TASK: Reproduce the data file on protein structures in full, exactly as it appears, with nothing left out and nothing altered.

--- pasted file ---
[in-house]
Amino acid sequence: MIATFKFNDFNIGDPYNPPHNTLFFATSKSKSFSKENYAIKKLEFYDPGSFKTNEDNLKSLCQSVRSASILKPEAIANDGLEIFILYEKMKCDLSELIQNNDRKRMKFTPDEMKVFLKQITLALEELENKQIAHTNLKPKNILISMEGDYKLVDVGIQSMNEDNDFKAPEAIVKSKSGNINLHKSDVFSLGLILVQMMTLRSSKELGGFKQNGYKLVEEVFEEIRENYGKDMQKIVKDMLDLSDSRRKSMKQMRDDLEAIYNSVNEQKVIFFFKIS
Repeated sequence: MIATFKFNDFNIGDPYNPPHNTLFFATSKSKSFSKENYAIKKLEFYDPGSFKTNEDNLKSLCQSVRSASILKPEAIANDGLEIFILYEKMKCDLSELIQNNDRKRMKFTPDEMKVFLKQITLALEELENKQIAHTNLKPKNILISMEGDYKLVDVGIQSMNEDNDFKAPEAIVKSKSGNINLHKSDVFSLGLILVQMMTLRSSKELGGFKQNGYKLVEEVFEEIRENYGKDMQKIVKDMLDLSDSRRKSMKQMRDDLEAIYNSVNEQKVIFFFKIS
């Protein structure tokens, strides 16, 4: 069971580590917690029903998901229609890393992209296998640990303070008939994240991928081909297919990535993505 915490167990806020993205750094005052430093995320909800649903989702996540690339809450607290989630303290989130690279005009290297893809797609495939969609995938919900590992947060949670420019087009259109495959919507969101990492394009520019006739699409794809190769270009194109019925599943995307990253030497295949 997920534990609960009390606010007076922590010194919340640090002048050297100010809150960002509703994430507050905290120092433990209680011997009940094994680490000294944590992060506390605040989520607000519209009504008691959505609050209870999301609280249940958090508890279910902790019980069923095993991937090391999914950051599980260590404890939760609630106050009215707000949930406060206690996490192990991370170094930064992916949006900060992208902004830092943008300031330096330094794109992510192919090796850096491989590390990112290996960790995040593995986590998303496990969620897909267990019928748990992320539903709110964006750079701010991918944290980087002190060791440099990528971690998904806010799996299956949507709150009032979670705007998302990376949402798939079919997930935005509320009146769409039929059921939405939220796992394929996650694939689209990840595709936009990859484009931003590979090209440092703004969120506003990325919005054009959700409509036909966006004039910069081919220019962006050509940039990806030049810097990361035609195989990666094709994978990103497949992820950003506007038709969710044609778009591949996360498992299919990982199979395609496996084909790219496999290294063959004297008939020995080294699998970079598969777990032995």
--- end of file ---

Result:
[in-house]
Amino acid sequence: MIATFKFNDFNIGDPYNPPHNTLFFATSKSKSFSKENYAIKKLEFYDPGSFKTNEDNLKSLCQSVRSASILKPEAIANDGLEIFILYEKMKCDLSELIQNNDRKRMKFTPDEMKVFLKQITLALEELENKQIAHTNLKPKNILISMEGDYKLVDVGIQSMNEDNDFKAPEAIVKSKSGNINLHKSDVFSLGLILVQMMTLRSSKELGGFKQNGYKLVEEVFEEIRENYGKDMQKIVKDMLDLSDSRRKSMKQMRDDLEAIYNSVNEQKVIFFFKIS
Repeated sequence: MIATFKFNDFNIGDPYNPPHNTLFFATSKSKSFSKENYAIKKLEFYDPGSFKTNEDNLKSLCQSVRSASILKPEAIANDGLEIFILYEKMKCDLSELIQNNDRKRMKFTPDEMKVFLKQITLALEELENKQIAHTNLKPKNILISMEGDYKLVDVGIQSMNEDNDFKAPEAIVKSKSGNINLHKSDVFSLGLILVQMMTLRSSKELGGFKQNGYKLVEEVFEEIRENYGKDMQKIVKDMLDLSDSRRKSMKQMRDDLEAIYNSVNEQKVIFFFKIS
């Protein structure tokens, strides 16, 4: 069971580590917690029903998901229609890393992209296998640990303070008939994240991928081909297919990535993505 915490167990806020993205750094005052430093995320909800649903989702996540690339809450607290989630303290989130690279005009290297893809797609495939969609995938919900590992947060949670420019087009259109495959919507969101990492394009520019006739699409794809190769270009194109019925599943995307990253030497295949 997920534990609960009390606010007076922590010194919340640090002048050297100010809150960002509703994430507050905290120092433990209680011997009940094994680490000294944590992060506390605040989520607000519209009504008691959505609050209870999301609280249940958090508890279910902790019980069923095993991937090391999914950051599980260590404890939760609630106050009215707000949930406060206690996490192990991370170094930064992916949006900060992208902004830092943008300031330096330094794109992510192919090796850096491989590390990112290996960790995040593995986590998303496990969620897909267990019928748990992320539903709110964006750079701010991918944290980087002190060791440099990528971690998904806010799996299956949507709150009032979670705007998302990376949402798939079919997930935005509320009146769409039929059921939405939220796992394929996650694939689209990840595709936009990859484009931003590979090209440092703004969120506003990325919005054009959700409509036909966006004039910069081919220019962006050509940039990806030049810097990361035609195989990666094709994978990103497949992820950003506007038709969710044609778009591949996360498992299919990982199979395609496996084909790219496999290294063959004297008939020995080294699998970079598969777990032995």